Major space news this week: For the first time in history, scientists have gotten a picture of a black hole.
Released today, this image – captured by the the Event Horizon Telescope (EHT) – shows of one of the universe’s most elusive objects. Lying at the center of a distant galaxy known as Messier 87, or M87, the supermassive black hole weighs in at roughly 6.5 billion times the mass of our sun.
A team of more than 200 scientists from more than 20 countries worked together using eight telescopes around the world to obtain this image.
Black holes, by their very nature, are invisible. They absorb all light, matter, and radiation that pass a certain point known as the event horizon, essentially the point of no return. It is therefore impossible to get a picture of a black hole. Up until now, scientists have only been able to indirectly observe black holes by watching stars or clouds of gas move around them.
What the EHT did, however – which has never been done before – was map out the event horizon, providing us with a dark silhouette of the black hole.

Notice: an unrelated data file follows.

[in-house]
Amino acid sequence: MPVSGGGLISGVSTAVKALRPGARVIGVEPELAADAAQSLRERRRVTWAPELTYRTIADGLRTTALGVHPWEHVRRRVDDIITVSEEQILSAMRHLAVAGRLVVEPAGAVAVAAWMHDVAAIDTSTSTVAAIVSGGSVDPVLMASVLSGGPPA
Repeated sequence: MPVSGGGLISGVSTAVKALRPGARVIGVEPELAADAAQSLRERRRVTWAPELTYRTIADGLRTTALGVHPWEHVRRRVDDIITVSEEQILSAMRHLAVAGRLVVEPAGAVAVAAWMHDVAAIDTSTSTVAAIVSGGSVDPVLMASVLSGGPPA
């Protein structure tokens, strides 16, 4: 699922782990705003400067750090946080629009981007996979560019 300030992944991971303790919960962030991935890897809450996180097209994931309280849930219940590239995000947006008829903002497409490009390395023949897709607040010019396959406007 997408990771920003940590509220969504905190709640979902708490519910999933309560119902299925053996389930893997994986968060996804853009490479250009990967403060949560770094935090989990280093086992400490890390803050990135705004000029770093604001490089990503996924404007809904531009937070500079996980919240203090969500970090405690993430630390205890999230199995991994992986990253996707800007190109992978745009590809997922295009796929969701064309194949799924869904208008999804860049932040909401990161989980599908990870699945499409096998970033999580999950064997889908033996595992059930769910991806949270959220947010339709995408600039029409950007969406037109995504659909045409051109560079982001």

The results from this image almost perfectly match the predictions of Einstein’s theory of general relativity. Einstein’s theory – which explains how gravity works – predicted something just like this, with material surrounding a black hole, being pulled in by the black hole’s strong gravitational pull.
This data was collected over the course of seven days in 2017. The hard drives carrying the data weighed in at roughly half a ton – roughly equivalent to 5,000 years of mp3 files! After two years of data analysis and processing, the first image of a black hole was finally captured.
These results will aid scientists in better understanding black holes. Researchers can continue to learn more about how gas spirals into a black hole, as well as their dynamic properties (such as the direction and speed of their spinning). By understanding supermassive black holes like this one, scientists can also learn more about the evolution of their host galaxies.
With this image of the supermassive black hole at the center of M87 – or rather its silhouette – scientists have been able to transform something that for more than 100 years was merely science fiction into science fact.
Interested in learning more? We’re showing the photo all week in our planetarium shows Black Holes and Wonders of the Night Sky. Click here to get showtimes and see a full list of what’s playing in LSC’s Jennifer Chalsty Planetarium, the biggest planetarium in the Western Hemisphere.